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OP0270 Long-term prognosis in chronic plantar fasciitis based on disease duration and ultrasonic changes
  1. L Hansen1,
  2. U Fredberg1,
  3. TP Krogh1,
  4. T Ellingsen1,2,
  5. LB Hansen3
  1. 1Diagnostic Centre, Regional Hospital Silkeborg, Silkeborg
  2. 2Department of Rheumathology, Odense University Hospital, Odense
  3. 3Radiologic Department, University Hospital Aarhus, Aarhus, Denmark


Background Plantar fasciitis (PF) affects 7–10% of the population over a lifetime but the long-term prognosis is unknown. This study is the greatest within the long-term prognosis of PF and have the longest follow-up time.

Objectives The aim was to assess the long-term prognosis of chronic PF based on duration of symptoms and ultrasonic changes (tendon thickness, heel spur, echogenecity and heel fat pad) and assess if any baseline cohort characteristics had an impact on the prognosis (sex, BMI, age, smoker status, physical work/sport and bilateral pain).

Methods At baseline (2001–11) 269 patients were diagnosed with PF based on symptoms and ultrasound findings.

At follow-up (2016) all the participants were invited to participate in the project. Everyone was interviewed and offered a new ultrasound examination of their plantar fascia at both feet.

Results 174 (65%) participated in the study, 52% women and 48% men and 137 had an additional US examination. 54% of the participants were asymptomatic at follow-up (asymptomatic group) and the mean duration of symptoms were 725 days (range 41–4018). 46% still had symptoms (symptomatic group). The follow-up period was 9.7 years (range 4.7–27.3). The risk of having chronic PF were 45.6% (95% CI 37.9–53.0) 10 years after debut of symptoms (figure 1). A multiple cox regression analysis found that women (p<0.01) and participants with bilateral heel pain (p<0.01) had a worse prognosis. The hazard rate ratio was 0.49 (95% CI 0.30–0.80) for women (every time 100 men were getting cured pr. year only 49 women were cured pr. year) and 0.33 (95% CI 0.15–0.72) for participants with bilateral heel pain (every time 100 with unilateral pain were cured pr. year only 33 with bilateral pain were cured pr. year). The remaining baseline cohort characteristics (all p's>0.05), tendon thickness (p=0.49) and heel spur (p=0.88) did not have an impact on the prognosis (table 2).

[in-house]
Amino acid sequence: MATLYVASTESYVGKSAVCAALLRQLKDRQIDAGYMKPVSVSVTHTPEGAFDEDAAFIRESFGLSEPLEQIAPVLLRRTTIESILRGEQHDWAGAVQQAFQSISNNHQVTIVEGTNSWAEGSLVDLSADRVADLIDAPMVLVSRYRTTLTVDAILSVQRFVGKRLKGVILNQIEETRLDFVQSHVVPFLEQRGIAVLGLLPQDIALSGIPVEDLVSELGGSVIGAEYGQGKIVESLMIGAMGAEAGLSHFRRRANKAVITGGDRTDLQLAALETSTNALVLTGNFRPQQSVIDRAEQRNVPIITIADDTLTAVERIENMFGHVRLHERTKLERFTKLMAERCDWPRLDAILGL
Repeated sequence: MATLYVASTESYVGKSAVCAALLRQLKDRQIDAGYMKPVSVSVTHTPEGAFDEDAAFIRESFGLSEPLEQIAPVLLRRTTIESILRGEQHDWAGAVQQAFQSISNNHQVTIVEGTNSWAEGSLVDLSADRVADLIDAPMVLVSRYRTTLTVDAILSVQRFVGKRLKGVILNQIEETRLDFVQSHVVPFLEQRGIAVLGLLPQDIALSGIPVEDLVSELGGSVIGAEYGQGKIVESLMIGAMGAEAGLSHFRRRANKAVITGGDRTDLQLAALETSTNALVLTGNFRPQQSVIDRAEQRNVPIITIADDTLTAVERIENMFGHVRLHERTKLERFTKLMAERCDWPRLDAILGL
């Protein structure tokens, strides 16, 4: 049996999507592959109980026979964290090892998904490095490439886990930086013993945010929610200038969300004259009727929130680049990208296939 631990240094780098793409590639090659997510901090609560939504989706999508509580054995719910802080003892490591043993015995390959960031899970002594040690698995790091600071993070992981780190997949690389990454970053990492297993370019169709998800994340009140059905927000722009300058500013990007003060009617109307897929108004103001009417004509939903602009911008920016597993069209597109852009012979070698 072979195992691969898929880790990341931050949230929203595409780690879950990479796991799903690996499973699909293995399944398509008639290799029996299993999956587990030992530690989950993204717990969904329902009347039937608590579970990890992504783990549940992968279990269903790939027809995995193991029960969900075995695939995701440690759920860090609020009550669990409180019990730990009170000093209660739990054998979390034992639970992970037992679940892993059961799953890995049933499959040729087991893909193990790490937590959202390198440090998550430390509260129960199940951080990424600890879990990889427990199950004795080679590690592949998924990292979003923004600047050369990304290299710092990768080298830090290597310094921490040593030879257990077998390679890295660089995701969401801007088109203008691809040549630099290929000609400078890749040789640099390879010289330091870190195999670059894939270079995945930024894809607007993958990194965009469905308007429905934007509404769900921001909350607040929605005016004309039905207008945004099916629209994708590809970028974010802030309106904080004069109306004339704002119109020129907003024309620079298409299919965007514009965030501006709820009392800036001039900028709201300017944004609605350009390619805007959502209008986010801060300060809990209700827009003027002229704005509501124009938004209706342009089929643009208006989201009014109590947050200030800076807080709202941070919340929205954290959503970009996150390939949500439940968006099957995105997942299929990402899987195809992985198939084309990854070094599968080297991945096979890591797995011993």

The mean tendon thickness was at baseline 6.9 mm in the asymptomatic group and 6.7 mm in the symptomatic group. The tendon thickness was reduced significantly to 4.3 mm at follow-up in both groups (both p's<0.01). Only 24% in the asymptomatic group had a normal tendon thickness and echogenicity at follow-up (6% in the symptomatic group).

The participants had in average tried 3.8 (range 1–9) different treatment modalities and 93% received an ultrasound guided steroid injection at baseline. 11% of them were permanently cured 1 month after the injection despite symptoms for an average of 334 days' prior the injection. No atrophy of the heel fat pad was found in the sick foot who got the steroid injections compared to the contralateral foot that did not get the injection (p=0.66).

Conclusions 45.6% had PF 10 years after debut of symptoms.

The asymptomatic participants had in average plantar fasciitis for 725 days.

The prognosis was significantly worse for women and participants with bilateral pain.

The tendon thickness decreased over time no matter of symptoms and had no impact on the prognosis, neither did heel spur.

Only 24% of the asymptomatic participants had a normal tendon on ultrasound at long-term follow-up.

Ultrasound guided steroid injection did not give atrophy of the heel fat pad in long-term follow-up.

Acknowledgements The project was financed by The Danish Rheumatism Association and The Research Funds of Hospital Unit Central Jutland

Disclosure of Interest None declared

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